Shelton won the first four games and it looked as if his game was just going to be far too explosive for Svajda. It was basically target practice as he won all of his first-serve points in the opener and blasted winners off the ground. His opponent didn’t give up though and did exactly what he does best – literally stopped missing groundstrokes and watched Shelton’s game implode.
Svajda took his maiden Challenger title 2-6 6-2 6-4 as his opponent is now 0-3 in Challenger finals, having lost to Yibing Wu and Roman Safiullin earlier this year. Both finalists are scheduled to appear at Fairfield next week.
Jan Choinski is definitely on the upswing after missing most of the 2021 season with injuries. The Brit reached the quarterfinals at Szczecin last month, before coming to South America and reeling off six straight wins to make his 2nd Challenger final (Meerbusch 2018). The only opponent who got him into trouble was Alexandre Muller in the quarterfinals, but Choinski eventually prevailed with the quirky 6-0, 1-6, 6-4 scoreline, before beating lucky loser Remy Bertola in the final four.
Juan Pablo Varillas got injured in the second round against Facundo Diaz Acosta at Villa Maria a couple of weeks earlier. The Peruvian took a bit of time off and came back stronger for the Challenger in Campinas. On his way to the final, he only needed one tie-break with Gastao Elias, claiming all his victories in straight sets. Varillas reached his second Challenger championship match of the season, having lost to Paul Jubb at Santa Cruz back in March.
The final had to be put off until Monday due to rain with Choinski being 6-4 2-3 up (a break down in the second though). When they returned to the court the day later, not much changed. Varillas just wasn’t nearly as sharp as throughout the week, struggling to read Choinski’s serve and spraying errors on regulation balls. The rain came again at 6-4 4-4 and the last two games were finished 90km away from the original venue in San Paulo.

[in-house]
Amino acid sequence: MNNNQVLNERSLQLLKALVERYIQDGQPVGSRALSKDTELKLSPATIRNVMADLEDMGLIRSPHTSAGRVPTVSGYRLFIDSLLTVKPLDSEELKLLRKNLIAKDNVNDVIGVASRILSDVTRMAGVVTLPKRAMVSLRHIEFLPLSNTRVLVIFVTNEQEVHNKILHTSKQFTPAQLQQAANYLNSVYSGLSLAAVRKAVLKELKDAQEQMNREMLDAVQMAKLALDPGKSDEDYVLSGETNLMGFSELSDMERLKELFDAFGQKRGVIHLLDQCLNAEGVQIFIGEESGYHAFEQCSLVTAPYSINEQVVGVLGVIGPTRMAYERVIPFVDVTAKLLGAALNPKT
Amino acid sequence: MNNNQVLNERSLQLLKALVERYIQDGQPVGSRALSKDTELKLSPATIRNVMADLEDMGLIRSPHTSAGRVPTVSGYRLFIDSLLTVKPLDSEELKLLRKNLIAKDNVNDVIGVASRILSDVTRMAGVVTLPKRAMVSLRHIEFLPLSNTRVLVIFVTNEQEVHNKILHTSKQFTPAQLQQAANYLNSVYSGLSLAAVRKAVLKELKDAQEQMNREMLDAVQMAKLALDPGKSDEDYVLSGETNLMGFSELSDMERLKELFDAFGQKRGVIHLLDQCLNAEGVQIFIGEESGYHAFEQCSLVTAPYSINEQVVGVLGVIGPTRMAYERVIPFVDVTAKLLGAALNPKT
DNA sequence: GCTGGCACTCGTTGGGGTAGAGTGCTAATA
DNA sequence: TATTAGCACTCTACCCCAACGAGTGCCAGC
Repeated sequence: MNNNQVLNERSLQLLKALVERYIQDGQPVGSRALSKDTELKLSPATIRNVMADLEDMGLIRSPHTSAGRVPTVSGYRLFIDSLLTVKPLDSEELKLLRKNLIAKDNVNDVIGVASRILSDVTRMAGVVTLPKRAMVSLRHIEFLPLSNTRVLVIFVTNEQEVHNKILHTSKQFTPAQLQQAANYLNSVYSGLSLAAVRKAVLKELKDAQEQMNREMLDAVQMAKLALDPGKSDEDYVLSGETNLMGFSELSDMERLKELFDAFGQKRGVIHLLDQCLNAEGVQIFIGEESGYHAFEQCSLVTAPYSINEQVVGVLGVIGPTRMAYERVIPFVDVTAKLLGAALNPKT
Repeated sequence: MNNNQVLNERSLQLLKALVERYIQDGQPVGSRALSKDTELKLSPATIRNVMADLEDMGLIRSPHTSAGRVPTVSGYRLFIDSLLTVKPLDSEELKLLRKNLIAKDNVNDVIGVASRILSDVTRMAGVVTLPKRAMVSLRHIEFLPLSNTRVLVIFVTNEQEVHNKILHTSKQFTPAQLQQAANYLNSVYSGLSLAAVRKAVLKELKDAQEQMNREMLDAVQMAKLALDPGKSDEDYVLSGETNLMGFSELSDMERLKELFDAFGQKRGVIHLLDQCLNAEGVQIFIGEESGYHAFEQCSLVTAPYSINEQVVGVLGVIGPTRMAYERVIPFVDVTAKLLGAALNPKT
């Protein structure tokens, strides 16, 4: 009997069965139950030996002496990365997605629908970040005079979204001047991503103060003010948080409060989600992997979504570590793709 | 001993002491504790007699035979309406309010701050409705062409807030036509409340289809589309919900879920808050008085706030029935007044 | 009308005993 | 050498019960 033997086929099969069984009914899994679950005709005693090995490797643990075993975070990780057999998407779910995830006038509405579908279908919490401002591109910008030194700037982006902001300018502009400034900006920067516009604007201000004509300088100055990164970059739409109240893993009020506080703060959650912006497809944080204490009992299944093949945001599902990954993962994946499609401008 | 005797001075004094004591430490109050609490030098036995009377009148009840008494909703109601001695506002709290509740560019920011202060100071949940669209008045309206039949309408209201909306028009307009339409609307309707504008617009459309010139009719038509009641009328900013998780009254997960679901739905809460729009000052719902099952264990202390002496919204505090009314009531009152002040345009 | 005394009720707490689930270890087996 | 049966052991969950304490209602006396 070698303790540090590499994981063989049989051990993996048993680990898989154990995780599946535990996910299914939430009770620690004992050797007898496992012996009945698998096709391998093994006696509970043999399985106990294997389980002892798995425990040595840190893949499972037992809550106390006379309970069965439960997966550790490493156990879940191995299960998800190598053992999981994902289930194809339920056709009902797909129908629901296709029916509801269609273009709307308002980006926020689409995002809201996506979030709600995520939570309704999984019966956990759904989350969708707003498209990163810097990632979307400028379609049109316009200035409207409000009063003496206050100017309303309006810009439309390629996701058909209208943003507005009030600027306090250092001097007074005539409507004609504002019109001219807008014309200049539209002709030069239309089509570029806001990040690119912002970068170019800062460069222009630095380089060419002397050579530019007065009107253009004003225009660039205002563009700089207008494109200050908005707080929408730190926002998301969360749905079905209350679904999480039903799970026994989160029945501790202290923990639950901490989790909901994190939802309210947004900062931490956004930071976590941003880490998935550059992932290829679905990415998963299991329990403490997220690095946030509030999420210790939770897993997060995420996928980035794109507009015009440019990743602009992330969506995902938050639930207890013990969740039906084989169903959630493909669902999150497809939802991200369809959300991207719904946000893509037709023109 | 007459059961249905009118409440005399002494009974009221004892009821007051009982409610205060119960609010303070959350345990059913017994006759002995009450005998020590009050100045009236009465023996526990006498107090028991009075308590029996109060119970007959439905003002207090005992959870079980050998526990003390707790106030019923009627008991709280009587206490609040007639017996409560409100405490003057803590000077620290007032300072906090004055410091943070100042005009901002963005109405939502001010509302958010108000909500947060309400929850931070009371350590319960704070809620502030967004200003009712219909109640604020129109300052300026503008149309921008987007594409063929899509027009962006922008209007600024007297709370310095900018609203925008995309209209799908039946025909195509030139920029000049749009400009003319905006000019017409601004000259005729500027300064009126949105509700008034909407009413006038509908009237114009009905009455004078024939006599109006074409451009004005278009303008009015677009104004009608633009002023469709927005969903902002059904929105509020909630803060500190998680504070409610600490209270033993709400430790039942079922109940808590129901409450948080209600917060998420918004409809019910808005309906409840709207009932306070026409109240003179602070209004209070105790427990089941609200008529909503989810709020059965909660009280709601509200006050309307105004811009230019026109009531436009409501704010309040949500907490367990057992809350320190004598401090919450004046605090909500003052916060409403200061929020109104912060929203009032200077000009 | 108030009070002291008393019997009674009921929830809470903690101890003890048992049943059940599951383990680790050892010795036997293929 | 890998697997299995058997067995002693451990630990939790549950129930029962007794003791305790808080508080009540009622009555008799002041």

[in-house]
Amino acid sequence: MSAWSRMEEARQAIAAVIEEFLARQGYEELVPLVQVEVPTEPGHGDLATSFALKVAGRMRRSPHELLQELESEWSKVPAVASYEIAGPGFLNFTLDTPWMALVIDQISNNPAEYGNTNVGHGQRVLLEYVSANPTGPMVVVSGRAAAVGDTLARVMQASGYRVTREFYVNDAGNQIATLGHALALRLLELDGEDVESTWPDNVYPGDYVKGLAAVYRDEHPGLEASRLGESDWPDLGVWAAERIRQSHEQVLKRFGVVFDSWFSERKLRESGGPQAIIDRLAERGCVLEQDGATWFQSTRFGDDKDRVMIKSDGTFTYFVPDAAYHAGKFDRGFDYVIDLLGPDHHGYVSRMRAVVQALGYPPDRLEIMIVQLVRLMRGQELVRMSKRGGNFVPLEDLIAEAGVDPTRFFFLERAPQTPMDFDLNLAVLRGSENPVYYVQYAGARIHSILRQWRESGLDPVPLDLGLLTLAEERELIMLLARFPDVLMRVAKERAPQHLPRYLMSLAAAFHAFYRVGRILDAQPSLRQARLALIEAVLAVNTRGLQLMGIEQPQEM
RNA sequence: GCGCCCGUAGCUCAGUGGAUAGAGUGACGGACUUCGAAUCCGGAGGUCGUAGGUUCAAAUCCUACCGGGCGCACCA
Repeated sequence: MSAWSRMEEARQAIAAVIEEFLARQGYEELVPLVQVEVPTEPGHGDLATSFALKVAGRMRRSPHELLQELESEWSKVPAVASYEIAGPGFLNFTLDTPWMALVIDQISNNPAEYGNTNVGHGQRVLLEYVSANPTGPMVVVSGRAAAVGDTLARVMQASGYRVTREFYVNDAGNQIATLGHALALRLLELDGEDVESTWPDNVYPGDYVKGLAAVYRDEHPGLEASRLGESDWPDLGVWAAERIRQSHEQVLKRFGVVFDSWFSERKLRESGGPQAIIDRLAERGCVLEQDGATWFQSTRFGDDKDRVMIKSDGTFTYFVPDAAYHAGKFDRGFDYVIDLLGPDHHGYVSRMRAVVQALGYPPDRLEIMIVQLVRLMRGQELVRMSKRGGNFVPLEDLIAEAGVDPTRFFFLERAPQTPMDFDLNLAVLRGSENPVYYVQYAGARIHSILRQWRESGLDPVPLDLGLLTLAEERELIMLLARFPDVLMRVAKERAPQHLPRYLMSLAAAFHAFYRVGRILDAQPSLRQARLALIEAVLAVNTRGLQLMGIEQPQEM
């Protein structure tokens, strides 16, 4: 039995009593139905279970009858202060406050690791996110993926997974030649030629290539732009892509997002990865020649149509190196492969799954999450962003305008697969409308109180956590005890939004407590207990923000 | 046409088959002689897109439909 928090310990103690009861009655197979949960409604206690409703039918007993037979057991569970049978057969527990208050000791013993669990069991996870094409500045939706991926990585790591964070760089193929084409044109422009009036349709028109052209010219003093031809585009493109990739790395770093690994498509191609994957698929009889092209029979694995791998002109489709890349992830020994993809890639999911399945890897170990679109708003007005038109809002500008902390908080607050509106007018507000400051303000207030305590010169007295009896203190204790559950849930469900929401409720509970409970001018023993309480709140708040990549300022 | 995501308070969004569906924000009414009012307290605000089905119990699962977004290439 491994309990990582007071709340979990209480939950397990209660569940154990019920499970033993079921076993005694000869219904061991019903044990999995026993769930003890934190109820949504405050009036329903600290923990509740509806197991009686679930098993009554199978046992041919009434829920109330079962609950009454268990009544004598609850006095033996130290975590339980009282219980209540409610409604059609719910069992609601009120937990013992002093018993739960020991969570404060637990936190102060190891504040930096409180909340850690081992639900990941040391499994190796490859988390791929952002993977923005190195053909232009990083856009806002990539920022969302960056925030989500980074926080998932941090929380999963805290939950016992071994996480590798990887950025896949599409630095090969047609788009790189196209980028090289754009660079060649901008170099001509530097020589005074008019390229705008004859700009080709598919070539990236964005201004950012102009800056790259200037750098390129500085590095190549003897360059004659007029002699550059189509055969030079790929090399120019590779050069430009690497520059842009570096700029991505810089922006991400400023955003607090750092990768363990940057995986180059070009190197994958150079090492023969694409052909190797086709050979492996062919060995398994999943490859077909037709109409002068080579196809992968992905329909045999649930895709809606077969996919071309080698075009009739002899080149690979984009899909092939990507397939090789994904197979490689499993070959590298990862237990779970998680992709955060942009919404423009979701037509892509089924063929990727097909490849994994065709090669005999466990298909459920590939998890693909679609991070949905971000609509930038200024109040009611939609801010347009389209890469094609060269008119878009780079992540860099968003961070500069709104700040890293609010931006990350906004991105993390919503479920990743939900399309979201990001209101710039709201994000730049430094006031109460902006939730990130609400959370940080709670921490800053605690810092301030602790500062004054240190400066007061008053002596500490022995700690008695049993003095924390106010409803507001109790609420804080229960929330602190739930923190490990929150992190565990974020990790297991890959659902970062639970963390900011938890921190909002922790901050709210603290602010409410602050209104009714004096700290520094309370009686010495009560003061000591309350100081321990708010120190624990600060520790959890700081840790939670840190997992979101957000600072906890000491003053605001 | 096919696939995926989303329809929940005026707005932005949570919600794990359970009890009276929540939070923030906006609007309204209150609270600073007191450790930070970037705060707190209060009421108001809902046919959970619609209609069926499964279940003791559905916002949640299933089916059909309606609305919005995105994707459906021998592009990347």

Choinski grabbed his maiden Challenger title 6-4 6-4. The indoor conditions helped him to hold serve and Varillas then broke himself with a few rather unrequired mistakes. Both finalists are scheduled to appear in Rio de Janeiro, the champion getting a special exempt to join the main draw.
Challenger Tour magic:
— Alex | Tennis 🎾 (@Alex_Boroch) October 5, 2022
Oh no you didn't, @BenShelton 🤯
— ATP Challenger Tour (@ATPChallenger) October 8, 2022
— ATP Challenger Tour (@ATPChallenger) October 7, 2022
Events held next week:
- FILA Seoul Open Challenger (Challenger 110, hard)
- Saint Tropez Open (Challenger 100, hard)
- Wolffkran Open (Ismaning, Challenger 80, carpet)
- Fairfield Pro Tennis Championship (Challenger 80, hard)
- Challenger Dove Men+Care Rio de Janeiro (Challenger 80, clay)
Top 100 players in action:
- Radu Albot, Chun-Hsin Tseng, Alexei Popyrin, Emilio Gomez (Seoul)
- Hugo Gaston (Saint Tropez)
- Quentin Halys (Ismaning)
- Denis Kudla (Fairfield)
- Federico Coria (Rio de Janeiro)
First-round matches to watch:
- (1) Radu Albot vs Yibing Wu
- (5) Christopher O’Connell vs Ryan Peniston
- Maximilian Marterer vs (2) Chun-Hsin Tseng
- (1) Hugo Gaston vs Matteo Arnaldi
- (WC) Luca van Assche vs (5) Gregoire Barrere
- (1) Quentin Halys vs Michael Geerts
- (WC) Marko Topo vs Jonas Forejtek
- Gabriel Diallo vs Leandro Riedi
- Paul Jubb vs (3) Michael Mmoh
Rio de Janeiro
- Thiago Agustin Tirante vs (7) Juan Manuel Cerundolo
- Luciano Darderi vs (4) Camilo Ugo Carabelli
- Andrea Collarini vs (2) Juan Pablo Varillas